Study co-authors Leana Bouffard, director of the Crime Victims' Institute at Sam Houston State University, and doctoral student Maria Koeppel used the National Longitudinal Survey of Youth, a long-term study that tracks a sample of U.S. residents born from 1980 to 1984.
Nineteen percent of those surveyed said they had been a victim of repeated bullying.
The study found bullying victims had more negative perceptions of their general health and mental health and higher rates of emotional/mental or behavioral problems that interfered with school or work.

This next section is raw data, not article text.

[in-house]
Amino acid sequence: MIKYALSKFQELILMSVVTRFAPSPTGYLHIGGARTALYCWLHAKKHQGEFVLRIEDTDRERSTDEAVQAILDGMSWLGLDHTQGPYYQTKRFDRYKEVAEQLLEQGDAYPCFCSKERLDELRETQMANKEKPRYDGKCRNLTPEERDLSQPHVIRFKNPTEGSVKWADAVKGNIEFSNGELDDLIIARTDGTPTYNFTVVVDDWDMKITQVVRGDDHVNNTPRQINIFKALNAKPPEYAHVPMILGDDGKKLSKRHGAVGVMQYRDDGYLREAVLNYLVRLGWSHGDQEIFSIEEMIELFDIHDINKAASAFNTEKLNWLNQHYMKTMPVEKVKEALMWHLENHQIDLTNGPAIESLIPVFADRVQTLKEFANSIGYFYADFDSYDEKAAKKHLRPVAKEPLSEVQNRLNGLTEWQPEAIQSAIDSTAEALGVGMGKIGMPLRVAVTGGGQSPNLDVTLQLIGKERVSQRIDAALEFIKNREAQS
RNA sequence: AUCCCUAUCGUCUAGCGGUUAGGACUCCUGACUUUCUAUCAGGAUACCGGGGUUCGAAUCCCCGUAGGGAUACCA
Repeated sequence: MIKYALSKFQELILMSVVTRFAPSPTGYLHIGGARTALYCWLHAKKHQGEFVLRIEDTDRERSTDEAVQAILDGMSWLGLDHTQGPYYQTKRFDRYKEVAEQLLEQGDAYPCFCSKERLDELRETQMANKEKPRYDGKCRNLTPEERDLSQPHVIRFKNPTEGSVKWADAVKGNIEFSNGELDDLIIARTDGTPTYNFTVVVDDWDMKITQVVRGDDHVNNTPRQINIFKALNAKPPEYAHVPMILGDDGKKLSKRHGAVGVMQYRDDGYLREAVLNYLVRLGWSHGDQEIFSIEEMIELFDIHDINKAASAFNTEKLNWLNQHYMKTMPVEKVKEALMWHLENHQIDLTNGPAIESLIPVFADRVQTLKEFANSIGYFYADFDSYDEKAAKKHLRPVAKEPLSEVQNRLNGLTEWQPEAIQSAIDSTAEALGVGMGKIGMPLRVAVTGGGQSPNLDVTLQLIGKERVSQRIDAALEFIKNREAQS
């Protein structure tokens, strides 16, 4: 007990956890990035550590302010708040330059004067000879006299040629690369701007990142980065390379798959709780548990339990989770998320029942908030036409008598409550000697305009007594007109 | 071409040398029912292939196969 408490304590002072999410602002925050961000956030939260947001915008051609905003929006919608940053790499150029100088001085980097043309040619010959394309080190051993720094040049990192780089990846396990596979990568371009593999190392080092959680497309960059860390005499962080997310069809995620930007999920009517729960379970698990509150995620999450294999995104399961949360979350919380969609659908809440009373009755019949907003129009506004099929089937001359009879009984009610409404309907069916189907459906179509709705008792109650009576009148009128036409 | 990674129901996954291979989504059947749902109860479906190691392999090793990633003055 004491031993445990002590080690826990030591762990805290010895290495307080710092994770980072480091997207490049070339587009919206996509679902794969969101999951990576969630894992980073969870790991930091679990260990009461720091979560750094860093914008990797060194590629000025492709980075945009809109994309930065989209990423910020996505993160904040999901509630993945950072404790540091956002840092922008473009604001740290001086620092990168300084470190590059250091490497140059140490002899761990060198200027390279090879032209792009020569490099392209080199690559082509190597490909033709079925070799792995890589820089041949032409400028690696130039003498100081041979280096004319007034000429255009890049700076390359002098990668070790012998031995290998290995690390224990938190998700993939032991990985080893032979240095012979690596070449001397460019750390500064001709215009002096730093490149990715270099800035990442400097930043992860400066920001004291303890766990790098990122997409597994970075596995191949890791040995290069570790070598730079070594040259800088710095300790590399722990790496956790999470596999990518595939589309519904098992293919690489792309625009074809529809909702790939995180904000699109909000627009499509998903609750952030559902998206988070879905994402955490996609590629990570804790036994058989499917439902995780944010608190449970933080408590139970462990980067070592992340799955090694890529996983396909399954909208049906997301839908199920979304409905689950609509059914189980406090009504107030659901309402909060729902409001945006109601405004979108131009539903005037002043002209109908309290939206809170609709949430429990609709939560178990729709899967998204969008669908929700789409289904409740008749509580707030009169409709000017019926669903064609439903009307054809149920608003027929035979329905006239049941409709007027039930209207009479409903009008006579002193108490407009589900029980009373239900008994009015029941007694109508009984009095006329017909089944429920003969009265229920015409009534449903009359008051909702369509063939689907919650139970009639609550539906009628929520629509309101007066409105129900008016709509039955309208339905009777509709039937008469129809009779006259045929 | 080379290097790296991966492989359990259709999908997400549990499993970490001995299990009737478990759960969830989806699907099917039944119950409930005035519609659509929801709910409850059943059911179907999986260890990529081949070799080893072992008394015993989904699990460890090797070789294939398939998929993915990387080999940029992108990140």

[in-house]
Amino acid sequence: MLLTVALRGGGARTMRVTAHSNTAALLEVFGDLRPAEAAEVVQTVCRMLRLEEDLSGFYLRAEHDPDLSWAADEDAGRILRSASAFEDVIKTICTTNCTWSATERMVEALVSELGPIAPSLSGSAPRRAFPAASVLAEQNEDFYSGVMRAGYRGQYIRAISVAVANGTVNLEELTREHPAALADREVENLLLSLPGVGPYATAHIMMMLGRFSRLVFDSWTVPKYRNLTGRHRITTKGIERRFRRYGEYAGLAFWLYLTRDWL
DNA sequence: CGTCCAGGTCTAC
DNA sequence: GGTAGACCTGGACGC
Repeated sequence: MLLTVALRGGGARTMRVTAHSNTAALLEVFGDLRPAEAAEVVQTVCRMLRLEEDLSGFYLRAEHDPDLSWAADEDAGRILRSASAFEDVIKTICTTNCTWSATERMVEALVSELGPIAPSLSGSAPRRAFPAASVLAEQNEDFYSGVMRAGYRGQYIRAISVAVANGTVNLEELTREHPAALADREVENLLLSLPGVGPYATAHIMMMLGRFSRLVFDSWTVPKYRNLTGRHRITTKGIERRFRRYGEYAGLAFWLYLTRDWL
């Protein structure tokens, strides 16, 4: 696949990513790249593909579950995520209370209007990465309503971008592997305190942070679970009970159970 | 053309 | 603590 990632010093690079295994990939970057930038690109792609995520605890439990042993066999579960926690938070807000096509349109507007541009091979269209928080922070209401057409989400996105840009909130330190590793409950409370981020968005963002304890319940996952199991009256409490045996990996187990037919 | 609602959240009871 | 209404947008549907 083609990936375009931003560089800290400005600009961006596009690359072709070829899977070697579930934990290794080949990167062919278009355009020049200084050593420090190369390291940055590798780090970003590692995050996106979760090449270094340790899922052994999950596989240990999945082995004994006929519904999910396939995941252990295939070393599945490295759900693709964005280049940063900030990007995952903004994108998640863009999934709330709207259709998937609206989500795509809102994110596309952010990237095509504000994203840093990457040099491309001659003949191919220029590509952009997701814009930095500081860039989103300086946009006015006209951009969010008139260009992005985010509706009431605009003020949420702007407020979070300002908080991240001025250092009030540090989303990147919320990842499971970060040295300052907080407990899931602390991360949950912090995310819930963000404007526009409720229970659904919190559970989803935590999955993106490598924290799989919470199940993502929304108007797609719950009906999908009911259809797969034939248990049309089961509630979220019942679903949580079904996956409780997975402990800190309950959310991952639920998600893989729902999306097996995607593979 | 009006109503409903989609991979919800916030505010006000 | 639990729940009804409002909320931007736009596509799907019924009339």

They were also more likely to have an eating disorder, smoke, consume alcohol, experience subsequent violent victimization, or be homeless.
"While these are adverse consequences themselves, they may also serve as intermediate mechanism for even more long-term health issues, such as cancer, alcoholism, depression and other serious problems," said Koeppel, co-author of the study.
The full report is at http://www.crimevictimsinstitute.org/publications/?mode=view&item=32.
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